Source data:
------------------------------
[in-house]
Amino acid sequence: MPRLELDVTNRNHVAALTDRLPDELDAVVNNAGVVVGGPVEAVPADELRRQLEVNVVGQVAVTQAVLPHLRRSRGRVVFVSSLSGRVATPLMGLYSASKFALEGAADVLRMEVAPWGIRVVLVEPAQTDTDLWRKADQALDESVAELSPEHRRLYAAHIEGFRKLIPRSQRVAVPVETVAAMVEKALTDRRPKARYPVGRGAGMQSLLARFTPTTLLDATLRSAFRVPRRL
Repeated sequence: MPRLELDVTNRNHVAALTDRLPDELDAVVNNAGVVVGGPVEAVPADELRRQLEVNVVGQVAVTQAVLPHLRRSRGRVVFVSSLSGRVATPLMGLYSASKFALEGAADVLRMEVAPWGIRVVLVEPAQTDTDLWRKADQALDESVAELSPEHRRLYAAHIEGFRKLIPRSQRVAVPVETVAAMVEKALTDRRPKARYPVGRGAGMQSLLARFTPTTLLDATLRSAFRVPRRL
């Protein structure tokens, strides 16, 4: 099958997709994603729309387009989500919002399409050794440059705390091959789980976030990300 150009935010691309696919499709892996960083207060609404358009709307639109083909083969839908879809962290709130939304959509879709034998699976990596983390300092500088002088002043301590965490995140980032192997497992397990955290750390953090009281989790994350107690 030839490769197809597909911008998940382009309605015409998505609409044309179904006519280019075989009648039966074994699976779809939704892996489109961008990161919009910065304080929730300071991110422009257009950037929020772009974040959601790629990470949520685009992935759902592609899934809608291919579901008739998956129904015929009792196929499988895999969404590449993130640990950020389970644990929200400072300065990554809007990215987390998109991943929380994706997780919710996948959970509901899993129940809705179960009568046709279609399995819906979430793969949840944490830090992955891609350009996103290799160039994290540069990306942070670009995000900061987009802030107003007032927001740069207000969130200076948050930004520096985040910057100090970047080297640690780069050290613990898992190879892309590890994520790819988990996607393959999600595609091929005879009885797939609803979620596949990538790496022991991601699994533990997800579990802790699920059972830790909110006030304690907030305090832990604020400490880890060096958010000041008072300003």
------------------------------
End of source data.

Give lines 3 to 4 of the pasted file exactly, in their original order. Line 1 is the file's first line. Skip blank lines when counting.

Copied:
Repeated sequence: MPRLELDVTNRNHVAALTDRLPDELDAVVNNAGVVVGGPVEAVPADELRRQLEVNVVGQVAVTQAVLPHLRRSRGRVVFVSSLSGRVATPLMGLYSASKFALEGAADVLRMEVAPWGIRVVLVEPAQTDTDLWRKADQALDESVAELSPEHRRLYAAHIEGFRKLIPRSQRVAVPVETVAAMVEKALTDRRPKARYPVGRGAGMQSLLARFTPTTLLDATLRSAFRVPRRL
């Protein structure tokens, strides 16, 4: 099958997709994603729309387009989500919002399409050794440059705390091959789980976030990300 150009935010691309696919499709892996960083207060609404358009709307639109083909083969839908879809962290709130939304959509879709034998699976990596983390300092500088002088002043301590965490995140980032192997497992397990955290750390953090009281989790994350107690 030839490769197809597909911008998940382009309605015409998505609409044309179904006519280019075989009648039966074994699976779809939704892996489109961008990161919009910065304080929730300071991110422009257009950037929020772009974040959601790629990470949520685009992935759902592609899934809608291919579901008739998956129904015929009792196929499988895999969404590449993130640990950020389970644990929200400072300065990554809007990215987390998109991943929380994706997780919710996948959970509901899993129940809705179960009568046709279609399995819906979430793969949840944490830090992955891609350009996103290799160039994290540069990306942070670009995000900061987009802030107003007032927001740069207000969130200076948050930004520096985040910057100090970047080297640690780069050290613990898992190879892309590890994520790819988990996607393959999600595609091929005879009885797939609803979620596949990538790496022991991601699994533990997800579990802790699920059972830790909110006030304690907030305090832990604020400490880890060096958010000041008072300003």